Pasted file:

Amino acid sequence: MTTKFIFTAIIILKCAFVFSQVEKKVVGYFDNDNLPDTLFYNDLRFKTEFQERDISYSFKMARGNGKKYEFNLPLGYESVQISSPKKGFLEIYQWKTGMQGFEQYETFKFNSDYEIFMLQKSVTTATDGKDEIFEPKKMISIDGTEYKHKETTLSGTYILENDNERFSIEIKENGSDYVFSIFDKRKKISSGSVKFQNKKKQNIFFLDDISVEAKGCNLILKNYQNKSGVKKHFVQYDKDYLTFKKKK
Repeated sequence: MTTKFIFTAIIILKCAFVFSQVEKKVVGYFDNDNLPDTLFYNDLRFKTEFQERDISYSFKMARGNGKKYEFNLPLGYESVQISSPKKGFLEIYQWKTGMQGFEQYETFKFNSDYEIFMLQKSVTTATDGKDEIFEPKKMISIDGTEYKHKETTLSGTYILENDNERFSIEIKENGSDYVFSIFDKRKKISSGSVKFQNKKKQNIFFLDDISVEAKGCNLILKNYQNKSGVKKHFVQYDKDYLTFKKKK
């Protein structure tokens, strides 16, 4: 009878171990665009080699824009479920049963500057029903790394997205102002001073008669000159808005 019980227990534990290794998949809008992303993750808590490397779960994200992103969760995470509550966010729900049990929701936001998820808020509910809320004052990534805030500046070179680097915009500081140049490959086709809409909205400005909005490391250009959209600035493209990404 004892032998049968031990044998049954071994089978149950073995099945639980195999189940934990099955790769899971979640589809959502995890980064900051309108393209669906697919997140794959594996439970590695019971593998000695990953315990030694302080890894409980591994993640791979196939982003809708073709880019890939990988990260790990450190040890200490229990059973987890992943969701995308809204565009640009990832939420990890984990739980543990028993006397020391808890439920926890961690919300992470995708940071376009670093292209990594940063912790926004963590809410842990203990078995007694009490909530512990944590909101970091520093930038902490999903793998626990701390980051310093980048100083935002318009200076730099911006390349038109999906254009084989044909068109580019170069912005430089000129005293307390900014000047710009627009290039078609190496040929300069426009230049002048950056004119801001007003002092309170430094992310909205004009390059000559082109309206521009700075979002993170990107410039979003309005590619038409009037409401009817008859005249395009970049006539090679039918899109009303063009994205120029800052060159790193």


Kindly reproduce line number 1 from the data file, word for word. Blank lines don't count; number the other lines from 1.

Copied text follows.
Amino acid sequence: MTTKFIFTAIIILKCAFVFSQVEKKVVGYFDNDNLPDTLFYNDLRFKTEFQERDISYSFKMARGNGKKYEFNLPLGYESVQISSPKKGFLEIYQWKTGMQGFEQYETFKFNSDYEIFMLQKSVTTATDGKDEIFEPKKMISIDGTEYKHKETTLSGTYILENDNERFSIEIKENGSDYVFSIFDKRKKISSGSVKFQNKKKQNIFFLDDISVEAKGCNLILKNYQNKSGVKKHFVQYDKDYLTFKKKK